Torre Pighin
The tower that rises in via Pighin is the only evidence of the towers that marked the walls in medieval times. Originally the tower opened onto the inside of the city as it served only a defensive purposes and not housing. The interior was divided into some floors in wood which were connected by ladders.
In the eighteenth century, it lost all its military significance and, with the addition of the missing wall, a private home was established within the structure.
The building was abandoned for decades in the last century, until the recent restoration has made it inhabitable once again.

Former Bishop’s Palace
The current configuration of the building dates from the XVII century; records show that in 1608 Bishop Girolamo Porcia ordered reconstruction of the foundations of the central building, making provisions for the ground floor to have a portico with low arches; the two side buildings delimiting the courtyard are probably the result of adaptations of preexisting buildings. Also in the seventeenth century Bishop Carlo Labia restored and decorated the palazzo by having a double curved staircase constructed that obstructing some arches of the portico as well as the main entrance on the road, the smaller ones, on the side, are of the new arrangement of the fence designed by the engineer Dino Stori in 1929. In 1942 the Bishopric moved to new premises and the seventeenth-century building was sold to the Bank of Italy that allocates it for residential use. In 1978 the Bank transfers it to the City of Rovigo. In 1981 some changes are made to allow the use of the building as a middle school and the Conservatory of Rovigo. With these changes, only the chapel on the first floor, now used as the school offices, has maintained the appearance attributable to the reconstruction wanted by Bishop Arnaldo Speroni degli Alvarotti of 1788. The fountain and outdoor staircase were rebuilt based the preexisting model in 1986.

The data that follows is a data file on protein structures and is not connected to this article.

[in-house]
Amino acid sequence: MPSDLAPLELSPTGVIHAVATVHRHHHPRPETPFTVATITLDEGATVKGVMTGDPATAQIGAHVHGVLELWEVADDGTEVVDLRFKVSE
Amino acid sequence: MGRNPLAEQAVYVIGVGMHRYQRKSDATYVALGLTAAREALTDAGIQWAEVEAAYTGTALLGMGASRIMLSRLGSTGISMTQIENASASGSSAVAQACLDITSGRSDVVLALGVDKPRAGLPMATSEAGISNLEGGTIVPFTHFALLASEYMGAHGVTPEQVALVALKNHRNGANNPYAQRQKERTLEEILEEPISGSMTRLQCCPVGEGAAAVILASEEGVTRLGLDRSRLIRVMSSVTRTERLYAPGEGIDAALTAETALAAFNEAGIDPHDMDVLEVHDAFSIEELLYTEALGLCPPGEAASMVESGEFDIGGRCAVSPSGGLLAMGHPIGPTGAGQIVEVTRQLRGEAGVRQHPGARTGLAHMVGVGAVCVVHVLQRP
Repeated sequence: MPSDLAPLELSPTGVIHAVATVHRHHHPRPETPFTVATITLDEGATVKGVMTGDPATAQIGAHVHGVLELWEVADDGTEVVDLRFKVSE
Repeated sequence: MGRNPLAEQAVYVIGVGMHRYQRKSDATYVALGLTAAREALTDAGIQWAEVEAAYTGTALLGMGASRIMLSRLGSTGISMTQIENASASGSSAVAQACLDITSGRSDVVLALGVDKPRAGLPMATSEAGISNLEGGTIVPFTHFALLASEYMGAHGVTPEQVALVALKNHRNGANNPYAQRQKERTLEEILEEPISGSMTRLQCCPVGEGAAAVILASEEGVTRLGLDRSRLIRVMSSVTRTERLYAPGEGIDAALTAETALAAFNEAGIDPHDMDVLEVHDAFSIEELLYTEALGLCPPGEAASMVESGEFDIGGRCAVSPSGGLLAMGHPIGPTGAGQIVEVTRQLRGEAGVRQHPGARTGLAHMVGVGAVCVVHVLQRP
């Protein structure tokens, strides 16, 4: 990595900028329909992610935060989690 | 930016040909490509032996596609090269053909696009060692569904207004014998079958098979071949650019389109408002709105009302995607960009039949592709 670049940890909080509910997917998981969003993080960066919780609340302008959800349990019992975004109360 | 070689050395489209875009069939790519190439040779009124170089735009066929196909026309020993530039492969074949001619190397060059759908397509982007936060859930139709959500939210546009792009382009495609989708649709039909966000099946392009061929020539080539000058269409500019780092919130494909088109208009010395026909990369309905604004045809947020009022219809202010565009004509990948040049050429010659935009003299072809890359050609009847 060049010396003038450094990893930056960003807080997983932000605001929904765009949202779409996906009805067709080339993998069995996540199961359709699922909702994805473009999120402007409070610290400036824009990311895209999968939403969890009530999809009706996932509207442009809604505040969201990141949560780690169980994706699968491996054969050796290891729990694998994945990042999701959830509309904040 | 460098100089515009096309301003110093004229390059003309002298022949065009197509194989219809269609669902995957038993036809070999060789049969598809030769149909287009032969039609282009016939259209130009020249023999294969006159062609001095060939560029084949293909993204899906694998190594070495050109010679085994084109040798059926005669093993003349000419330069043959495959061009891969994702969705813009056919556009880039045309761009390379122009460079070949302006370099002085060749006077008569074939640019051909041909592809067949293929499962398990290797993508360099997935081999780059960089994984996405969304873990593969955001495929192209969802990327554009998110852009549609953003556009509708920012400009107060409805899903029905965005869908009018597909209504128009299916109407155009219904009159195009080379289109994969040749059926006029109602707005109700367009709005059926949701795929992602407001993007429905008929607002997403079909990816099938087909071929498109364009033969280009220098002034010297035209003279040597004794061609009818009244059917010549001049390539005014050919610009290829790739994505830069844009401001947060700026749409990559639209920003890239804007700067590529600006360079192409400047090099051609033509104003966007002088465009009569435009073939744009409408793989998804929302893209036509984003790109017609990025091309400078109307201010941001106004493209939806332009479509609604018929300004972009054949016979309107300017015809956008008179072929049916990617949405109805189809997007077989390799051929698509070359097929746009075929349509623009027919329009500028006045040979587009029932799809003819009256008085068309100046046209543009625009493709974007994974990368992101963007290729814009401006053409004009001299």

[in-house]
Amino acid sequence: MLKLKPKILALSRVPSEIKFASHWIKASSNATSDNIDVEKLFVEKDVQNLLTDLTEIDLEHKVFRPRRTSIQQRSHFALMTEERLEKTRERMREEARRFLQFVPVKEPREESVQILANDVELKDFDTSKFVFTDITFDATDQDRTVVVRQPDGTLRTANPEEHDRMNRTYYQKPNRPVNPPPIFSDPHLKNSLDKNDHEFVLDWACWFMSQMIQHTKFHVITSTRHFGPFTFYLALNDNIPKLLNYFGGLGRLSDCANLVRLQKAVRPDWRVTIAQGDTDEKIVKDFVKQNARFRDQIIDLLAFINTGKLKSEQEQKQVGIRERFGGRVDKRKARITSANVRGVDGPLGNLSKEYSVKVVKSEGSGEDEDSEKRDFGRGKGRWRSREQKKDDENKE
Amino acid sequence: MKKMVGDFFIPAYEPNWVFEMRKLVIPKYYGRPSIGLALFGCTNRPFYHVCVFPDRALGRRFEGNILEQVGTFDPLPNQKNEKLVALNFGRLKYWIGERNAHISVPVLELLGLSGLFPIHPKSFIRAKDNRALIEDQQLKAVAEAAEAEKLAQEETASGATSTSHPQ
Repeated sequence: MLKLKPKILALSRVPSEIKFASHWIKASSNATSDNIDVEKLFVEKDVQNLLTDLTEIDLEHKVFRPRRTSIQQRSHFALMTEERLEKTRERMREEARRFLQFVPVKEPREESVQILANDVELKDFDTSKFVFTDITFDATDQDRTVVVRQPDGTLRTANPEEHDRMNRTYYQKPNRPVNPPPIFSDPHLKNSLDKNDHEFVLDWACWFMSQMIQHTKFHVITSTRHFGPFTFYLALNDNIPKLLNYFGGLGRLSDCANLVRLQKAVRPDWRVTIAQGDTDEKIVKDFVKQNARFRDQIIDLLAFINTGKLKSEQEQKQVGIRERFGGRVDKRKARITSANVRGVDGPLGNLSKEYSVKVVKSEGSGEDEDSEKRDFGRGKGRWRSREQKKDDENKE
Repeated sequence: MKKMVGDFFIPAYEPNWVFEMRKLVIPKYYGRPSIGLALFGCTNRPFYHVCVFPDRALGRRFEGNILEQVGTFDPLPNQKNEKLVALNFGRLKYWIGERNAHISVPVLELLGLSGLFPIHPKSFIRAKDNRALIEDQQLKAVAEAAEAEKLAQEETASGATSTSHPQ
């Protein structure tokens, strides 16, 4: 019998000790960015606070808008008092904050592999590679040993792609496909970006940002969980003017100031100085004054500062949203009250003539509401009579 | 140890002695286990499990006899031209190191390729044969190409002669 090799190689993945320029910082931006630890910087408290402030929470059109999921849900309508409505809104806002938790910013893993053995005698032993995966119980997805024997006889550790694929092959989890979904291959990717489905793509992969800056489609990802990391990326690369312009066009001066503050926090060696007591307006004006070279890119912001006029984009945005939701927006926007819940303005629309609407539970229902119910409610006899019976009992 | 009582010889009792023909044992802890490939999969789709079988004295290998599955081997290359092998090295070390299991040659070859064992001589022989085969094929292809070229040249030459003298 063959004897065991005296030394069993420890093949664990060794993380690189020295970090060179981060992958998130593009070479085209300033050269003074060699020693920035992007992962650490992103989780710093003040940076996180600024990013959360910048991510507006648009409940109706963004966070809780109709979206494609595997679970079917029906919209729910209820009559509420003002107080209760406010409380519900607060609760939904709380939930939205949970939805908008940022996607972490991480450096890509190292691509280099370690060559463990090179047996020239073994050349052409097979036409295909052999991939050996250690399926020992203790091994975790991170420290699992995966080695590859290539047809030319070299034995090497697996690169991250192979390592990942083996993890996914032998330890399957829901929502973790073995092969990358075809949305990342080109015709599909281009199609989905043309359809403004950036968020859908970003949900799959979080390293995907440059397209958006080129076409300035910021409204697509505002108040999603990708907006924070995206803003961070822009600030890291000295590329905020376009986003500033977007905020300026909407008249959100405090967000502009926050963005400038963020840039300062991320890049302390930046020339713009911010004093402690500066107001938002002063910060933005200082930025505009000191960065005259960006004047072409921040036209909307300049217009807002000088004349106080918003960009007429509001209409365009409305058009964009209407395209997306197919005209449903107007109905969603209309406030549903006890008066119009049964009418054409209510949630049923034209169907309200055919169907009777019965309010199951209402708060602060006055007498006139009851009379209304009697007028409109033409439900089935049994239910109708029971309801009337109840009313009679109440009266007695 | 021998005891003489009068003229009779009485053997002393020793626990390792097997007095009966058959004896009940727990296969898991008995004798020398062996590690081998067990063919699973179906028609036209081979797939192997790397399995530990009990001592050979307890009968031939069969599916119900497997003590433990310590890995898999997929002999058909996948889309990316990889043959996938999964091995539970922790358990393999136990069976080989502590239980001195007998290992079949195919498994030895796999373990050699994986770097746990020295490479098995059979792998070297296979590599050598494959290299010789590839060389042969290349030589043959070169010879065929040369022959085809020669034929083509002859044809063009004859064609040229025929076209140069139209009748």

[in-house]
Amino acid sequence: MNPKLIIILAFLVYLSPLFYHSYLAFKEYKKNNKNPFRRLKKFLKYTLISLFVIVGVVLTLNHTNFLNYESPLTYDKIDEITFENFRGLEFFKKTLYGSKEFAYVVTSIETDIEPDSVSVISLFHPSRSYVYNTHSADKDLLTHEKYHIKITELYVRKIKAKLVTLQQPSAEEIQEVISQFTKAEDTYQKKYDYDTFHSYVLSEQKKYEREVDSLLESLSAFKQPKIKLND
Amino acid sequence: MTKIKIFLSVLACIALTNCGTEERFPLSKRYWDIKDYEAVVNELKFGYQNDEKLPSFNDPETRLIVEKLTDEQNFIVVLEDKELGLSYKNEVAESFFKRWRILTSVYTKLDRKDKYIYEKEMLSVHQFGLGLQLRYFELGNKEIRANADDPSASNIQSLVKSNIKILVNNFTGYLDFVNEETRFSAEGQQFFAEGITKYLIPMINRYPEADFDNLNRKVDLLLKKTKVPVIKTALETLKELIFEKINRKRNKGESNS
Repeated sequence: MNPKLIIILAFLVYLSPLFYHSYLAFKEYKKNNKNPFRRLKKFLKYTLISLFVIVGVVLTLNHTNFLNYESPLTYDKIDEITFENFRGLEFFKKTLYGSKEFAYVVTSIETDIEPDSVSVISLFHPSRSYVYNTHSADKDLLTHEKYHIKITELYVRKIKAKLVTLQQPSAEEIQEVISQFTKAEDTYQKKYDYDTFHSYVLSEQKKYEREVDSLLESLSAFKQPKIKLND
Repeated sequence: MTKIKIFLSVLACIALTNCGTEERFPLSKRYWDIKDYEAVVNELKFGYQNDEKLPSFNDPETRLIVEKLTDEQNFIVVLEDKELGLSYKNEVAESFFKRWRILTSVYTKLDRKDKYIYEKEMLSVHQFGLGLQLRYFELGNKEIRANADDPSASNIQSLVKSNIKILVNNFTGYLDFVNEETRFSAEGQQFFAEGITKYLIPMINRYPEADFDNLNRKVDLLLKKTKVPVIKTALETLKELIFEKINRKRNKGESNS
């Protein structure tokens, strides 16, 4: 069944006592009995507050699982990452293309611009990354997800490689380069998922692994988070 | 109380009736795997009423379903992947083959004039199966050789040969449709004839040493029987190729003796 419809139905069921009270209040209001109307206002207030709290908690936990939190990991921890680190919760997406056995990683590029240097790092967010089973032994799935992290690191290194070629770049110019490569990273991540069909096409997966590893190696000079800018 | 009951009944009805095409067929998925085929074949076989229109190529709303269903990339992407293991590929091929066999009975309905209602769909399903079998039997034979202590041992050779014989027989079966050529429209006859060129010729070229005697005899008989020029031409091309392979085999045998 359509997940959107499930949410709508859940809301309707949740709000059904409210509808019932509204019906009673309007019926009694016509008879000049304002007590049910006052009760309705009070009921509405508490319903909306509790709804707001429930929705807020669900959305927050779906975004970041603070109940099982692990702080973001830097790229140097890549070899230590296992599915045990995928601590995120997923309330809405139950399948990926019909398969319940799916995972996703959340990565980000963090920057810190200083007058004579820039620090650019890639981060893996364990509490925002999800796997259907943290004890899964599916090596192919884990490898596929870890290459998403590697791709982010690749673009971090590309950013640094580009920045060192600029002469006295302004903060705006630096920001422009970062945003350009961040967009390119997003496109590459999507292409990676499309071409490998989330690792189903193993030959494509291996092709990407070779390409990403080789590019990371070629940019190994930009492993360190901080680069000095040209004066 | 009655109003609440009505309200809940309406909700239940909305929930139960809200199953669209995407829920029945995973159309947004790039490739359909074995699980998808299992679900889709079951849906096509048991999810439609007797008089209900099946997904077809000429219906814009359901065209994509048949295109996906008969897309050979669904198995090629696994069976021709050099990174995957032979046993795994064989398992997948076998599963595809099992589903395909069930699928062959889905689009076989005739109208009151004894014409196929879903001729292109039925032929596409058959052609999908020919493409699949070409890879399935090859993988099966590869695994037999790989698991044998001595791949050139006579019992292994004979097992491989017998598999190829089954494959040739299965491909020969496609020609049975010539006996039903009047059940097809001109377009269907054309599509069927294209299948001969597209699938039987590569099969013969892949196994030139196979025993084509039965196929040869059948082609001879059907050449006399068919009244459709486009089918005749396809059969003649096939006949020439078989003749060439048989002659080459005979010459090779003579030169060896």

Porta Sant’Agostino
The name comes from the ancient church of St. Agostino, annexed to the convent of the Eremiti, which once stood on the spot, torn down in 1772 in order to build the new diocesan Seminary.
Not far away stood the Portello, small door, demolished in 1824, which as its name denotes, had to be a door of a smaller size.
No documents have emerged able to date the construction of the Gate, while the renovation work in 1713 is certain, which gave the gate its characteristic termination with opposing curves. In 1983, during a new restoration, the ancient inscription over the inner facade, now illegible “Porta Divi Augustini”, was replaced with the current “Porta Augustina”.
The ancient city wall was characterised by numerous gates, towers with battlements and turrets overlooking the city, among them San Bortolo where the last remaining tower, Torre Pighin, can be admired.

Church of St. Agostino
The church of Sant’Agostino was built in the late 1500s to complete the convent of the Eremitani Fathers of St. Agostino of the Congregation of Monte Ortone, already in existance in 1528. The convent was demolished two centuries later to make room for the new diocesan seminary and on that occasion the church was re-designed, maintaining its original structure with a single nave and simple harmonious lines that characterised it. Today, thanks to a recent restoration that has improved the acoustics, it is used as a music and concert space.